August, 2014 browsing by month


good reference on abstract class vs interface

Friday, August 29th, 2014

This reading really makes it crystal clear about the similarity and difference between an abstract class and an interface and it is easy to read. Here are the key points I took away from this casual reading:

  • Abstract class and interface both are to be inherited to be useful – this is one similarity.
  • The differences are many:
    • One subclass can inherit only one abstract class but can multiple interfaces or one base class + one or more interfaces.
    • Abstract class can have implementations but Interface does not have implementation.So if you want to have complete control of how a method is implemented, you build an abstract class to include it; otherwise, use interface to allow the inheriting class (subclass) to implement their own; in this sense, an abstract method in an abstract class is acting like a public method in an interface – they both must be implemented or overriden in a subclass.
    • An interface can be passed as an argument or initiated as an object such as:
       void GetEmailTemplate(ITemplate t) 
                     { //implementation ;
       or  void SaveEmailTemplate()
             IEmailTemplate t=new EmailTemplateClassThatInheritTheInterface(); 

      But an abstract class has no such freedom.

    • Interface has no knowledge and control of how its contract methods will be implemented; only thing for sure is all its public methods must be implemented in the subclass. If viewing the interface as a universally observed law – “crimes must be punished”, then while different countries must enforce the punishment but implementation of punishment can vary greatly, such as Singapore can canning you for spitting on street while other country just jails you even you murdered people, like in US.
  • So, in designing a solution, if I want to have some control over certain core operations of the classes, I would wrap those base methods with my desired implementations in an Abstract class so all the subclasses inheriting from it will automatically have my implementations, no kidding around.
  • And if I want to allow certain methods to be implemented in a subclass that I don’t give a damn, then I will add a few virtual methods in my abstract class – that give me some of those Interface power and flexibility; virtual can have some basic implementation for subclass to override with its own implementation or use directly without second thought.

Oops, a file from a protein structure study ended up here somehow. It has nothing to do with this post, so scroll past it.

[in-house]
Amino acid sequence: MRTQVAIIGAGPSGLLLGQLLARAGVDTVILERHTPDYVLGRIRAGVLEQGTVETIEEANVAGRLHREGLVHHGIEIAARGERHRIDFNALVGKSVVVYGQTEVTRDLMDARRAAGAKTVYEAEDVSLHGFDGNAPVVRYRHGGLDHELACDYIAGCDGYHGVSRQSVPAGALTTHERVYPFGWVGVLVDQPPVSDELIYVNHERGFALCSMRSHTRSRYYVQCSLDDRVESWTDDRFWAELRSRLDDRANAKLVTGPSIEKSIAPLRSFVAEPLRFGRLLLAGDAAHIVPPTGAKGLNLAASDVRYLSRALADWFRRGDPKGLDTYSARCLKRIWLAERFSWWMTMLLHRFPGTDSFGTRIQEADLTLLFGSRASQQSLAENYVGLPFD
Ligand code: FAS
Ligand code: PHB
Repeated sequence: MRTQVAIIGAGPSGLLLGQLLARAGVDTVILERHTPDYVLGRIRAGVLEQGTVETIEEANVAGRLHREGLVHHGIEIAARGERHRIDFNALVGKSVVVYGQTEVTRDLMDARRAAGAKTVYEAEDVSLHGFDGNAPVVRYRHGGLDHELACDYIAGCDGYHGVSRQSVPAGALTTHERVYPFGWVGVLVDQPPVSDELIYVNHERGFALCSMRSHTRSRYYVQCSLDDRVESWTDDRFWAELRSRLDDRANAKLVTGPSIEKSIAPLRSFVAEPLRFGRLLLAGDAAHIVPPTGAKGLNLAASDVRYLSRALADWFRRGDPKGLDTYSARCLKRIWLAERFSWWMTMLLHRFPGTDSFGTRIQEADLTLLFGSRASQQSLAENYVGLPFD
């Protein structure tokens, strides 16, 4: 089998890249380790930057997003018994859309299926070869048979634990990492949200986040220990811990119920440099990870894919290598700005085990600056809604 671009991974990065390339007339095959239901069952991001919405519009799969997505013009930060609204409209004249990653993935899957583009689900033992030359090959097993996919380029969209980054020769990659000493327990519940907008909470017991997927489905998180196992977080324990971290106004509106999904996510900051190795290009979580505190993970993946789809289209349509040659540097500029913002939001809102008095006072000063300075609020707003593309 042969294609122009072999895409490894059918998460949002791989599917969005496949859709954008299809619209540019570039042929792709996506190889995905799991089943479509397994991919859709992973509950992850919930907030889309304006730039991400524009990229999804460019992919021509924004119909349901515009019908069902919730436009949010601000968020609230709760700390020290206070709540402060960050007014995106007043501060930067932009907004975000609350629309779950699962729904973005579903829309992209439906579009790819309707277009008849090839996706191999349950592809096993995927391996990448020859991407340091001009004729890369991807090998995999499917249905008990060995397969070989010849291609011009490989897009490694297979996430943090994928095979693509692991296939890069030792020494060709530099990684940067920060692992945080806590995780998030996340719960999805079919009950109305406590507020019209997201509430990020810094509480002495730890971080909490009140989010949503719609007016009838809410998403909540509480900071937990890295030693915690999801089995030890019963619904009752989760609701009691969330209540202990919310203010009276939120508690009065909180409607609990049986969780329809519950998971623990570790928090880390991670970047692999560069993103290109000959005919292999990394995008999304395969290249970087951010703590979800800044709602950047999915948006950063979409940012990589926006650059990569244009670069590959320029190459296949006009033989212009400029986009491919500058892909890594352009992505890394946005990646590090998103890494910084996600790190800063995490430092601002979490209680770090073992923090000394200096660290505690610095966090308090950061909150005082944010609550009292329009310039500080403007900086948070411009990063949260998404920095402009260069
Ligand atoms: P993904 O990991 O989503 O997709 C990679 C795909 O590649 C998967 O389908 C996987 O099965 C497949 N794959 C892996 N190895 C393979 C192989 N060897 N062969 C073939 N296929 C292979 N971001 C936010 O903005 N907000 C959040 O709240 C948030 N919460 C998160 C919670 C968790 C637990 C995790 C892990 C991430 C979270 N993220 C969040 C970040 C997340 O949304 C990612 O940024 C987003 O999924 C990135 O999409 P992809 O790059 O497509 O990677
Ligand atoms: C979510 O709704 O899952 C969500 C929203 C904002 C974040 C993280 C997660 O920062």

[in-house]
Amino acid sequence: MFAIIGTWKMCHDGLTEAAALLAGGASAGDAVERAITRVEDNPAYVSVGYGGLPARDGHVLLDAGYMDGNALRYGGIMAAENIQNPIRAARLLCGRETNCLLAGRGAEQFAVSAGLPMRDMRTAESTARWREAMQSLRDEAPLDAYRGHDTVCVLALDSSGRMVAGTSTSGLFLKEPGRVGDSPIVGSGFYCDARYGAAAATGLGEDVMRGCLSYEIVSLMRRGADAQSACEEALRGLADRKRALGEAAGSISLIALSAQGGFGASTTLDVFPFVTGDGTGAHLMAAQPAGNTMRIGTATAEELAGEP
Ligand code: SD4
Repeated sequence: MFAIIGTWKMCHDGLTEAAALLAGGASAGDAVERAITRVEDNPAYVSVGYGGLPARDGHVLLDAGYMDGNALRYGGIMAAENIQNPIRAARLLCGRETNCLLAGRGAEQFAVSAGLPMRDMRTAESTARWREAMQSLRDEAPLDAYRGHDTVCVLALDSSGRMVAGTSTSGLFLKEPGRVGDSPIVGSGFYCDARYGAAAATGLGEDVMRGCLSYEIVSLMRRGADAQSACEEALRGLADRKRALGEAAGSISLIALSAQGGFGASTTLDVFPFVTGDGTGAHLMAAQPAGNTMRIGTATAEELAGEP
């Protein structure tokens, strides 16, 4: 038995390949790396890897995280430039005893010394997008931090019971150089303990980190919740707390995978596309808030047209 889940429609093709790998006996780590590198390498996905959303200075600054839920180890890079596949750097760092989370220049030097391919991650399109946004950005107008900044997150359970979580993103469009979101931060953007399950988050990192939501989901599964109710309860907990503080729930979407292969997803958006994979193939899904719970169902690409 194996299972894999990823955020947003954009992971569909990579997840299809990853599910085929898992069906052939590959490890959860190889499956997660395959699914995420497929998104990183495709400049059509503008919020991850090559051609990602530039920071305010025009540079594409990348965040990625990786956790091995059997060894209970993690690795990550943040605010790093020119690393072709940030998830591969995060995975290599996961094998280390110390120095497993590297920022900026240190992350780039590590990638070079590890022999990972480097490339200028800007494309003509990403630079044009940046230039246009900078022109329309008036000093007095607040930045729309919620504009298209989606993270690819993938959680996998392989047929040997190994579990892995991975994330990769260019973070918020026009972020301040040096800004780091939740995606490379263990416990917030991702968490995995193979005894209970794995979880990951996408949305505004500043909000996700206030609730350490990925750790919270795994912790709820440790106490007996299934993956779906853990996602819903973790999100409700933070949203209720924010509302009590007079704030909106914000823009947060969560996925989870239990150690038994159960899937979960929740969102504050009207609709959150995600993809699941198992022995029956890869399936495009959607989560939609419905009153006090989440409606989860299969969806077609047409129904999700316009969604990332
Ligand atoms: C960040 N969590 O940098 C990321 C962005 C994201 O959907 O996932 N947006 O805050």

• Another concept is an Abstract method, what about that? Well, think this way, you want to force a subclass that inherits your abstract class to behave like inheriting from an interface (but you don’t want to use an interface because you want to have a tight grip on certain base implementations), what will you do? Yes, an abstract method – there is no implementation in base class but subclass must override it with its own implementation.




The bad (might be good to some) attribute introduced in MVC4 – [InitializeSimpleMembership]

Thursday, August 21st, 2014

Yesterday I deployed a MVC4 app to Winhost and got this error below when I clicked on “Log In” or “Register”, which I didn’t when deployed to local IIS.

A network-related or instance-specific error occurred while establishing a connection to SQL Server. The server was not found or was not accessible. Verify that the instance name is correct and that SQL Server is configured to allow remote connections. (provider: SQL Network Interfaces, error: 26 - Error Locating Server/Instance Specified)

I had seen such error before; mostly the error was due to some misspelled SQL server name or firewall blocking remote access, etc. I checked my SQL server connection strings for both SqlClient and Entities Framework model and were able to connect to the remote SQL db hosted at Winhost. When I submitted a support ticket to Winhost tech team, their server side log showed that my app tried to connect to a SQL Express instance which they don’t support. How strange was that? I do not use SQL Express and my database which contains the ASP.Net Membership objects resides on a full version local SQL Server, not Express. There is no place in my web.config that has anything to do with SQL Express instance. So I examined the Controller codes where the Log In link is clicked; here it was, the new “InitializeSimpleMembership” attribute on the AccountController class which was created automatically by my selecting the “Internet Application” MVC4 project template. This was something new introduced by MVC4 team at Microsoft, where a bunch of genius are always trying to come up with some dummy robot codes to  make everything so automatic – by “simply” looking for a SQL Express db to initiate the Membership provider for Web.Security; this “InitializeSimpleMembership” attribute, as it turns out, was the only culprit for all these non-simple headaches when you deploy your site to hosting server that usually do not support SQL Express. And there was no warning or error when I used the Publishing wizard from VS2012 to deploy the site to Winhost.

The fix? Simply commented out the attribute, as shown below,and re-deployed to Winhost; then everything works!


    public class AccountController : Controller
        // GET: /Account/Login

        public ActionResult Login(string returnUrl)
            ViewBag.ReturnUrl = returnUrl;
            return View();